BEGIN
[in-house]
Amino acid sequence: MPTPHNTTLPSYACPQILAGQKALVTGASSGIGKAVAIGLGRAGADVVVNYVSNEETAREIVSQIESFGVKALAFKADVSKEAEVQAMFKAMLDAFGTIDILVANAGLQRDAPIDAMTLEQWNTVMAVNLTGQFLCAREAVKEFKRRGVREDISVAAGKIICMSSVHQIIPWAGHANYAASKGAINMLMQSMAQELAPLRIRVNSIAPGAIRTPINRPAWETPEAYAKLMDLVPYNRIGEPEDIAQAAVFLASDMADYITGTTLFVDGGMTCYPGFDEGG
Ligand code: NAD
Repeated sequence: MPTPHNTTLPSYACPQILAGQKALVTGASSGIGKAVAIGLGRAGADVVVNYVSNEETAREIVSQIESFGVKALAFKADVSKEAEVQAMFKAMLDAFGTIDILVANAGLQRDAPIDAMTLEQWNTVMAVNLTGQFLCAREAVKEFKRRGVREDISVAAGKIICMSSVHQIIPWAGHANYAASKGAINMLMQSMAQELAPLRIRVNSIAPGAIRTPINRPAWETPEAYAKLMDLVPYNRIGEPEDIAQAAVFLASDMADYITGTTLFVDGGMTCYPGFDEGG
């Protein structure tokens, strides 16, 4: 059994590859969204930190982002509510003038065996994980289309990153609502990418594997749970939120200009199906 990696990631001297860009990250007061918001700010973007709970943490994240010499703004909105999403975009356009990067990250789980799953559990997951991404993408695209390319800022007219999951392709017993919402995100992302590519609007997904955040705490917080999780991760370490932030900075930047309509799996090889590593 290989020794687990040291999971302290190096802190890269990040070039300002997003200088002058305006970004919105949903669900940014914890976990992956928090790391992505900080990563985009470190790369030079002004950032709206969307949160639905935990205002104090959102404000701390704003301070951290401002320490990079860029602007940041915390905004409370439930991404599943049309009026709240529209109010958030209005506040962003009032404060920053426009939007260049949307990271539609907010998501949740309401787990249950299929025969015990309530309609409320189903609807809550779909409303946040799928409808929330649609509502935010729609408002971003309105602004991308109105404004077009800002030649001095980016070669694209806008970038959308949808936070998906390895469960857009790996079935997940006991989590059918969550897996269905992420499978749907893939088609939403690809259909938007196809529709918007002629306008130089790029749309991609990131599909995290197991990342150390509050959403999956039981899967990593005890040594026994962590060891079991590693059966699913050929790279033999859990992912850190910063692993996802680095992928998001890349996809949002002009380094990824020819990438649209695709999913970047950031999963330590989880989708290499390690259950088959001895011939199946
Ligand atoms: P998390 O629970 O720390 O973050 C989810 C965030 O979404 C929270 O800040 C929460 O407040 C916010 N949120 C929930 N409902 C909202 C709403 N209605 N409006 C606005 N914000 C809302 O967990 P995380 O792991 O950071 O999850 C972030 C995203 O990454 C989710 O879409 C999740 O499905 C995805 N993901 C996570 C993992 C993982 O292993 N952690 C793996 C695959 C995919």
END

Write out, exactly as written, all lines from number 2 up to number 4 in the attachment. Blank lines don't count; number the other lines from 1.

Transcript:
Amino acid sequence: MPTPHNTTLPSYACPQILAGQKALVTGASSGIGKAVAIGLGRAGADVVVNYVSNEETAREIVSQIESFGVKALAFKADVSKEAEVQAMFKAMLDAFGTIDILVANAGLQRDAPIDAMTLEQWNTVMAVNLTGQFLCAREAVKEFKRRGVREDISVAAGKIICMSSVHQIIPWAGHANYAASKGAINMLMQSMAQELAPLRIRVNSIAPGAIRTPINRPAWETPEAYAKLMDLVPYNRIGEPEDIAQAAVFLASDMADYITGTTLFVDGGMTCYPGFDEGG
Ligand code: NAD
Repeated sequence: MPTPHNTTLPSYACPQILAGQKALVTGASSGIGKAVAIGLGRAGADVVVNYVSNEETAREIVSQIESFGVKALAFKADVSKEAEVQAMFKAMLDAFGTIDILVANAGLQRDAPIDAMTLEQWNTVMAVNLTGQFLCAREAVKEFKRRGVREDISVAAGKIICMSSVHQIIPWAGHANYAASKGAINMLMQSMAQELAPLRIRVNSIAPGAIRTPINRPAWETPEAYAKLMDLVPYNRIGEPEDIAQAAVFLASDMADYITGTTLFVDGGMTCYPGFDEGG